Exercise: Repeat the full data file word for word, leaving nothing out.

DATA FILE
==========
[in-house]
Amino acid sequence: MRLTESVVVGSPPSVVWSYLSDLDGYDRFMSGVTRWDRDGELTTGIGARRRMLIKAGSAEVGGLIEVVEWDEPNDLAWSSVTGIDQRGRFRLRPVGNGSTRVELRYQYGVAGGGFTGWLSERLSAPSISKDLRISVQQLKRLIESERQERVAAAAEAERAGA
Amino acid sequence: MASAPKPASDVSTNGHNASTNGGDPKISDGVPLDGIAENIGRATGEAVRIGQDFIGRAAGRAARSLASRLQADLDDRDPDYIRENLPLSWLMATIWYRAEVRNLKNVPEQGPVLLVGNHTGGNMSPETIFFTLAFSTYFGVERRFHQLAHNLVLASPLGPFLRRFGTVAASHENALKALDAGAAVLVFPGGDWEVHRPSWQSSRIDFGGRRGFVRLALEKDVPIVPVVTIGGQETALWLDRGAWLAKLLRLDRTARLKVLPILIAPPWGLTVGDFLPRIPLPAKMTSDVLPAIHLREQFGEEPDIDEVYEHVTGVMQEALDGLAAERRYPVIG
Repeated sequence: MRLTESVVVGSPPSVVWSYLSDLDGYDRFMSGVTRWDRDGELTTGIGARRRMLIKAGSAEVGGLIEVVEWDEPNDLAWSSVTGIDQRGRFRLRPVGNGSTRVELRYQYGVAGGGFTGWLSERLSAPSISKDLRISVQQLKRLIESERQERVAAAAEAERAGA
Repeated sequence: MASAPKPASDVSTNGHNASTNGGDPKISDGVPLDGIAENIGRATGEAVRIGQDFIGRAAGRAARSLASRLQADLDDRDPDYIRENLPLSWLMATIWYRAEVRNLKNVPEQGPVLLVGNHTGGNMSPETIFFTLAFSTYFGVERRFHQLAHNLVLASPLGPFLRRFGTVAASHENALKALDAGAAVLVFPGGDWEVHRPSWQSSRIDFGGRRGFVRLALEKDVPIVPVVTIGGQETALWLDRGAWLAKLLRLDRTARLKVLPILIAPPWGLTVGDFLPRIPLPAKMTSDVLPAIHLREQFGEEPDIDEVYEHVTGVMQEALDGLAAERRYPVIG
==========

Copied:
[in-house]
Amino acid sequence: MRLTESVVVGSPPSVVWSYLSDLDGYDRFMSGVTRWDRDGELTTGIGARRRMLIKAGSAEVGGLIEVVEWDEPNDLAWSSVTGIDQRGRFRLRPVGNGSTRVELRYQYGVAGGGFTGWLSERLSAPSISKDLRISVQQLKRLIESERQERVAAAAEAERAGA
Amino acid sequence: MASAPKPASDVSTNGHNASTNGGDPKISDGVPLDGIAENIGRATGEAVRIGQDFIGRAAGRAARSLASRLQADLDDRDPDYIRENLPLSWLMATIWYRAEVRNLKNVPEQGPVLLVGNHTGGNMSPETIFFTLAFSTYFGVERRFHQLAHNLVLASPLGPFLRRFGTVAASHENALKALDAGAAVLVFPGGDWEVHRPSWQSSRIDFGGRRGFVRLALEKDVPIVPVVTIGGQETALWLDRGAWLAKLLRLDRTARLKVLPILIAPPWGLTVGDFLPRIPLPAKMTSDVLPAIHLREQFGEEPDIDEVYEHVTGVMQEALDGLAAERRYPVIG
Repeated sequence: MRLTESVVVGSPPSVVWSYLSDLDGYDRFMSGVTRWDRDGELTTGIGARRRMLIKAGSAEVGGLIEVVEWDEPNDLAWSSVTGIDQRGRFRLRPVGNGSTRVELRYQYGVAGGGFTGWLSERLSAPSISKDLRISVQQLKRLIESERQERVAAAAEAERAGA
Repeated sequence: MASAPKPASDVSTNGHNASTNGGDPKISDGVPLDGIAENIGRATGEAVRIGQDFIGRAAGRAARSLASRLQADLDDRDPDYIRENLPLSWLMATIWYRAEVRNLKNVPEQGPVLLVGNHTGGNMSPETIFFTLAFSTYFGVERRFHQLAHNLVLASPLGPFLRRFGTVAASHENALKALDAGAAVLVFPGGDWEVHRPSWQSSRIDFGGRRGFVRLALEKDVPIVPVVTIGGQETALWLDRGAWLAKLLRLDRTARLKVLPILIAPPWGLTVGDFLPRIPLPAKMTSDVLPAIHLREQFGEEPDIDEVYEHVTGVMQEALDGLAAERRYPVIG